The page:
Is Ann Arbor-Traverse City Train Plan Still On Track?
By Craig Manning | Nov. 8, 2020
A project aimed at revitalizing passenger rail in northern Michigan is still on track. For years, Traverse City’s Groundwork Center for Resilient Communities has been working as part of a steering committee to reestablish passenger train service from Traverse City and to Ann Arbor/Detroit. The project, dubbed A2TC, hit a snag this year due to COVID-19, but is still very much alive, according to Groundwork Center Executive Director Hans Voss.
The initial plan, Voss says, was to use 2020 as a chance to start running special event -- or “excursion” --trains to ignite word-of-mouth. Early ideas included running excursion trains for popular Traverse City tourist draws, including the National Cherry Festival and peak fall color. The global pandemic effectively derailed those plans.
“It just felt like a pretty big heave to pull that together,” Voss says of the 2020 excursion trains. “There have been so many questions about public health that we just decided we’d have to table that plan for now. We're hopeful that, next year, we'll be able to have that first excursion train. But again, that will be subject to the COVID standards.”
In the grand scheme of things, delaying the start of excursion trains by a year or two shouldn’t make a huge difference for the end goal of continuous rail service. One of the biggest hurdles to reaching that point – the condition of the train tracks, particularly those in and around Traverse City – has already been cleared.
“We’ve made pretty strong progress in the previous years, and a big breakthrough last year, in fixing the tracks coming into Traverse City,” Voss tells The Ticker, noting that State Senator Wayne Schmidt has been a major supporter of the A2TC project and worked to secure funding for “crucial infrastructure improvements.”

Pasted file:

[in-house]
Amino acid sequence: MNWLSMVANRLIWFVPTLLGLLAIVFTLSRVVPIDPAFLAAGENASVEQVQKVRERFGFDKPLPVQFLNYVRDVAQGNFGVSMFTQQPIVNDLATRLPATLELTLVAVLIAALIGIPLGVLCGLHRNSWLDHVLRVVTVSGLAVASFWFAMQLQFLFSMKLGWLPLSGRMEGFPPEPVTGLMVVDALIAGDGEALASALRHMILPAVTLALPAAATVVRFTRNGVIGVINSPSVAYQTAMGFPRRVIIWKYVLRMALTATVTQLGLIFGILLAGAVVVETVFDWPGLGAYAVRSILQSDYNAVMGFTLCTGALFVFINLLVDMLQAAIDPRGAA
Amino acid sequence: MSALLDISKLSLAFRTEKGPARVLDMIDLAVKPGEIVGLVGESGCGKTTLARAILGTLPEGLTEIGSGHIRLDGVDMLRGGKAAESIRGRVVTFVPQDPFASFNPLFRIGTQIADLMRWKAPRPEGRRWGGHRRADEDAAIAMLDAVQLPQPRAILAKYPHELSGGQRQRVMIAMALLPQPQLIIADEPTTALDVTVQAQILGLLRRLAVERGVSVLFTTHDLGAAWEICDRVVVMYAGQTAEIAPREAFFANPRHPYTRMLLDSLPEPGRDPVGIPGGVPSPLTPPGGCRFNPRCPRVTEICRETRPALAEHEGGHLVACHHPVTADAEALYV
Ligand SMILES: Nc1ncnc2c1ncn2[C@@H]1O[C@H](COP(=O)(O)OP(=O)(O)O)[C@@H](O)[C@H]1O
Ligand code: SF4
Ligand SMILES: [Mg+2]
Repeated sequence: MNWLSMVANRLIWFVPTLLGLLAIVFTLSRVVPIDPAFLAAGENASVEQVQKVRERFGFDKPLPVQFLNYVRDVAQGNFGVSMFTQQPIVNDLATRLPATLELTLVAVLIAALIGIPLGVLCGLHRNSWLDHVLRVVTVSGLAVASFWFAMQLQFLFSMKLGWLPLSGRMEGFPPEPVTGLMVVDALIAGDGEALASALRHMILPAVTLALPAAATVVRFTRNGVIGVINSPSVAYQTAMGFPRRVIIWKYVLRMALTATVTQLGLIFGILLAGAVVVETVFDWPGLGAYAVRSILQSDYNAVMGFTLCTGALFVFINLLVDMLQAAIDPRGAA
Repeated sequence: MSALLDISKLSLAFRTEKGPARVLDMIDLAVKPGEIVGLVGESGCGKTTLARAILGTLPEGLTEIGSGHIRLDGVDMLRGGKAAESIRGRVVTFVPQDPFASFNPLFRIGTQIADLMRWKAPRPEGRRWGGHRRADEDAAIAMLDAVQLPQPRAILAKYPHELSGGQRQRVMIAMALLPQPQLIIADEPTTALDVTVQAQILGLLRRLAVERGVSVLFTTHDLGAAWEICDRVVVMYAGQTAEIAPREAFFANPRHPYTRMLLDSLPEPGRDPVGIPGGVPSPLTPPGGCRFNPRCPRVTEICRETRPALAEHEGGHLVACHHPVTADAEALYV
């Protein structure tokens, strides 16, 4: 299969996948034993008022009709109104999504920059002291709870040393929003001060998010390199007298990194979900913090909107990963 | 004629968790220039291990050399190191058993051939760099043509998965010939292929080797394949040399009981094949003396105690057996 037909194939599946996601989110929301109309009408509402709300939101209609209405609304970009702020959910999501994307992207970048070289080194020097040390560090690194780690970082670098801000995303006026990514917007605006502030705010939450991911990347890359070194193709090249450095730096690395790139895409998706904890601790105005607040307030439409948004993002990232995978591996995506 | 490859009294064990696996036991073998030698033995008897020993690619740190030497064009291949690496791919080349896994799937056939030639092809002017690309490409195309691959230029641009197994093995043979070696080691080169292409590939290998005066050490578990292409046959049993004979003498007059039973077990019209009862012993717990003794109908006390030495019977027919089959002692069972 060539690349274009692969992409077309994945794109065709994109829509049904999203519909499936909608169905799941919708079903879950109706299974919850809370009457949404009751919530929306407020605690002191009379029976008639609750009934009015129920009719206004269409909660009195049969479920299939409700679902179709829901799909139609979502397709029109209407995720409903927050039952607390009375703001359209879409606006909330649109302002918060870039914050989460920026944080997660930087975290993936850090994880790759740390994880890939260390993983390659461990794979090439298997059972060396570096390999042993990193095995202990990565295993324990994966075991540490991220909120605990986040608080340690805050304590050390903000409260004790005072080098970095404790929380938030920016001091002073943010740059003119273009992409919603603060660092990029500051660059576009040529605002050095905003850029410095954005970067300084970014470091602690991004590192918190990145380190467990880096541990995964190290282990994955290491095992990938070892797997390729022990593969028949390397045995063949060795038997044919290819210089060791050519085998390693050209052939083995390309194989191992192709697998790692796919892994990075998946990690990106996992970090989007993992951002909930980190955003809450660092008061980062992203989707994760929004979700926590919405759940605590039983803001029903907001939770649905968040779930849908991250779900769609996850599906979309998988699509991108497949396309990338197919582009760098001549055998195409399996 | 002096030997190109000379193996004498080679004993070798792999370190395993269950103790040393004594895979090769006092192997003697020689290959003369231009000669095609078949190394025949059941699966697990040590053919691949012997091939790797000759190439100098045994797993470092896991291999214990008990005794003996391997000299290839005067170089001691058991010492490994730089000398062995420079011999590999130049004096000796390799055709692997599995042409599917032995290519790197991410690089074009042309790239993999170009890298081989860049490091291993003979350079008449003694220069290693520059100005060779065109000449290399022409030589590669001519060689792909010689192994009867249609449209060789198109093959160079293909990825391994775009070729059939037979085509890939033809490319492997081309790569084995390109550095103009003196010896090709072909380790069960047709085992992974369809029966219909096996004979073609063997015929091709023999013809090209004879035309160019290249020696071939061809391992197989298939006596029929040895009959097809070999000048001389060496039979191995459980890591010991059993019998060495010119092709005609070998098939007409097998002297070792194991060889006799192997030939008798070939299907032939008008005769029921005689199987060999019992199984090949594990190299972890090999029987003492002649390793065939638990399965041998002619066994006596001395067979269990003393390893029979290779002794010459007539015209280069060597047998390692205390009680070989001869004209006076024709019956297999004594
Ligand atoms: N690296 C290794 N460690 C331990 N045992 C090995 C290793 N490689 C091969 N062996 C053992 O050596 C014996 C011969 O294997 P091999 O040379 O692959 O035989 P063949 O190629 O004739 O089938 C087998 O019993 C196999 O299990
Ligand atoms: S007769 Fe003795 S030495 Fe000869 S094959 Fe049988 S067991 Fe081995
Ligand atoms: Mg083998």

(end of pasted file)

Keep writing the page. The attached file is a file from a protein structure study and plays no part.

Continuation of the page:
“For the most part now, the track from Ann Arbor all the way to Traverse City is now rated for passenger trains to travel 60 miles an hour,” Voss says.
He explains that, under the Michigan rail infrastructure plan, “every foot of rail line” in the state is classified under a specific class, “depending on what shape it is in, how much load it can carry, and at what speed.” For years, the key rail corridor into Traverse City has been classified by the state as “excepted.” Rail in this class can be used to transport freight, but not people.
“[‘Excepted’] means you can't carry any passengers on [the railroad], because ties need to be replaced or the bedding beneath the tracks need to be secured,” Voss says. “So that stretch, from about the River Road area all the way into Traverse City along Boardman Lake, that was upgraded and taken out of accepted class, which puts it into a class which allows for passenger service.”
The long-term vision isn’t just a nonstop train from Ann Arbor to Traverse City, but also incorporates other communities along the way and beyond. In northern Michigan, some project funding has already been spent on preparing 11 miles of train track between Traverse City and Williamsburg (near Turtle Creek Casino) for safe passenger travel. Improvements are also planned for tracks that lead from north of Cadillac through Kalkaska and up to Petoskey. Getting buy-in from communities along the proposed rail routes has been a big focus of the A2TC steering committee, which also includes BATA, MDOT, and the Michigan Association of Railroad Passengers.